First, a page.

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In the tech realm, new functions for the Honda Sensing safety package are “Low-Speed Follow” (added to the adaptive cruise control), pedestrian detection (added to the collision-mitigating braking), and traffic-sign recognition. They join the existing lane-departure warning, lane-keeping assist, and road-departure mitigation. Note that Honda Sensing is now standard in all Odysseys. A rear-seat-check reminder is new, and the CabinTalk in-car P.A. and CabinWatch overhead rear-seat monitor can now be used simultaneously. The CabinControl smartphone app that allows rear-seat passengers to control rear climate and entertainment-system functions receives an interface that is easier to use. A USB charging port has been added to the third-row area.
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What the Odyssey already had wasn’t bad. Honda’s answer to the need for minivan seating flexibility is “Magic Slide.” Removing the middle seat of the second row opens a passage to the third row, but the remaining outboard seats can be pushed laterally to one side or the other to create back-row access, or they can be centered in a sort of mobile love seat. The central section of the 40/20/40 middle-row seat has three cup holders molded into its back, so when flipped down it serves as a functional console for the outboard seats. Room and comfort are excellent throughout, even in the third row that will legitimately hold two adults or three kids.
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Elite interior materials have a plush look and feel, with soft-surface material well distributed across the dashboard and doors. For in-cabin storage front doors have two levels of storage pockets. The glove box is good-sized and the console box is deep. What the latter lacks in length is redeemed by a drawer that pulls out of the forward part of the console and a “purse porch” on the floor ahead of the console. Long door pockets with bottle holders are found in the sliding side doors. Four exposed cup holders are in the console, the rearmost pair for the use of second-row riders. The sidewalls include cup holders and entertainment-system headphone-jack inputs in the third row.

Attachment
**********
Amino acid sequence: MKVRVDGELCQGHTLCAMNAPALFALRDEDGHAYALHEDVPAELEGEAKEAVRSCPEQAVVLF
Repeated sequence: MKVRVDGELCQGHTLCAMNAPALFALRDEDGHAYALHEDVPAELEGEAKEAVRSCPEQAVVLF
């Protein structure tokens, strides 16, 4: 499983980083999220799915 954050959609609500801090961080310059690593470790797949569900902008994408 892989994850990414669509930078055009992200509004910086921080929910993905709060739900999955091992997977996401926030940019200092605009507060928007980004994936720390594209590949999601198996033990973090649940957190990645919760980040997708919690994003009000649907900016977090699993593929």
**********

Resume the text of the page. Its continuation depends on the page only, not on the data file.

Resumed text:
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Back-row seats fold into the floor, establishing a useful cargo area. The manual-folding 60/40-split rear seats can be returned to their upright position just as easily as they can be retracted. With all seats up, the exposed depression in the floor helps to maximize load space—up to 38.6 cubic feet. The tailgate is of the hands-free type in Elites.
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The sole Odyssey powerteam remains a 3.5-liter V6 and 10-speed automatic transmission. The engine develops 280 horsepower and 262 lb-ft of torque, enough for responsive launches from a standing start and easy highway cruising. Honda’s signature button-and-lever trans selector would be a bit more helpful if the range indicators were lighted. In darkness, say in a garage—even in daytime—it’s kind of guess finding the right button in a hurry. “Variable Cylinder Management” allows the engine to switch between 3- and 6-cylinder operation in a quest for fuel-efficient operation. The EPA rates the Odyssey at 19 mpg in the city, 28 mpg out on the highway, and 22 mpg in combined use. This driver charted 23.5 mpg in a 68.3-mile stint with 55 percent city driving, which was almost 2 mpg better than CG’s overall figure. Ride is quiet and sufficiently damped for a high level of comfort and there’s nothing terribly ponderous about the handling, which might surprise some people judging the Odyssey by its looks.
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With its comprehensive list of tech features, comforts, and conveniences—especially those that are new or improved for 2021—the freshened Honda Odyssey Elite is a vehicle that minivan shoppers certainly should seriously consider.
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2021 Honda Odyssey Elite Gallery